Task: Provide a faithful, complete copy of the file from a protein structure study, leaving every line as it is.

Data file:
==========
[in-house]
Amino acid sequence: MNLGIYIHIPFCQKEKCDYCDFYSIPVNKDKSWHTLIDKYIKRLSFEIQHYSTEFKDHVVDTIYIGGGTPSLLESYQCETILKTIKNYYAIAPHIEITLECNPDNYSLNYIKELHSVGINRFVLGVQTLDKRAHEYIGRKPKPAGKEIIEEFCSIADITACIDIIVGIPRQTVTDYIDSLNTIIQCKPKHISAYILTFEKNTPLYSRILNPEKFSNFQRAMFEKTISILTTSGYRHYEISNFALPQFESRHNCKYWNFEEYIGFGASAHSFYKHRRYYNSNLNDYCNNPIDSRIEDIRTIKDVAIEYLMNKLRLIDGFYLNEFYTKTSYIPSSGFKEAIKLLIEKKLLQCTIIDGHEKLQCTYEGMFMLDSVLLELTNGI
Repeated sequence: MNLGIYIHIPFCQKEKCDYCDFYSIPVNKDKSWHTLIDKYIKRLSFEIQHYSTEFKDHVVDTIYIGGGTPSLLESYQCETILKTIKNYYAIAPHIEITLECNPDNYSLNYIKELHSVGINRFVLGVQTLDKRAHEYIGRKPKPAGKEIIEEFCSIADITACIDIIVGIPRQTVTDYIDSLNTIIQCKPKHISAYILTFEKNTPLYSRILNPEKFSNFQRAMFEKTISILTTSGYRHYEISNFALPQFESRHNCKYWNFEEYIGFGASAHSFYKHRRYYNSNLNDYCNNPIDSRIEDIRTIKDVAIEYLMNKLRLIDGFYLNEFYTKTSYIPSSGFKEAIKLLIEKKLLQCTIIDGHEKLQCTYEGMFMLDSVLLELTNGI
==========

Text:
[in-house]
Amino acid sequence: MNLGIYIHIPFCQKEKCDYCDFYSIPVNKDKSWHTLIDKYIKRLSFEIQHYSTEFKDHVVDTIYIGGGTPSLLESYQCETILKTIKNYYAIAPHIEITLECNPDNYSLNYIKELHSVGINRFVLGVQTLDKRAHEYIGRKPKPAGKEIIEEFCSIADITACIDIIVGIPRQTVTDYIDSLNTIIQCKPKHISAYILTFEKNTPLYSRILNPEKFSNFQRAMFEKTISILTTSGYRHYEISNFALPQFESRHNCKYWNFEEYIGFGASAHSFYKHRRYYNSNLNDYCNNPIDSRIEDIRTIKDVAIEYLMNKLRLIDGFYLNEFYTKTSYIPSSGFKEAIKLLIEKKLLQCTIIDGHEKLQCTYEGMFMLDSVLLELTNGI
Repeated sequence: MNLGIYIHIPFCQKEKCDYCDFYSIPVNKDKSWHTLIDKYIKRLSFEIQHYSTEFKDHVVDTIYIGGGTPSLLESYQCETILKTIKNYYAIAPHIEITLECNPDNYSLNYIKELHSVGINRFVLGVQTLDKRAHEYIGRKPKPAGKEIIEEFCSIADITACIDIIVGIPRQTVTDYIDSLNTIIQCKPKHISAYILTFEKNTPLYSRILNPEKFSNFQRAMFEKTISILTTSGYRHYEISNFALPQFESRHNCKYWNFEEYIGFGASAHSFYKHRRYYNSNLNDYCNNPIDSRIEDIRTIKDVAIEYLMNKLRLIDGFYLNEFYTKTSYIPSSGFKEAIKLLIEKKLLQCTIIDGHEKLQCTYEGMFMLDSVLLELTNGI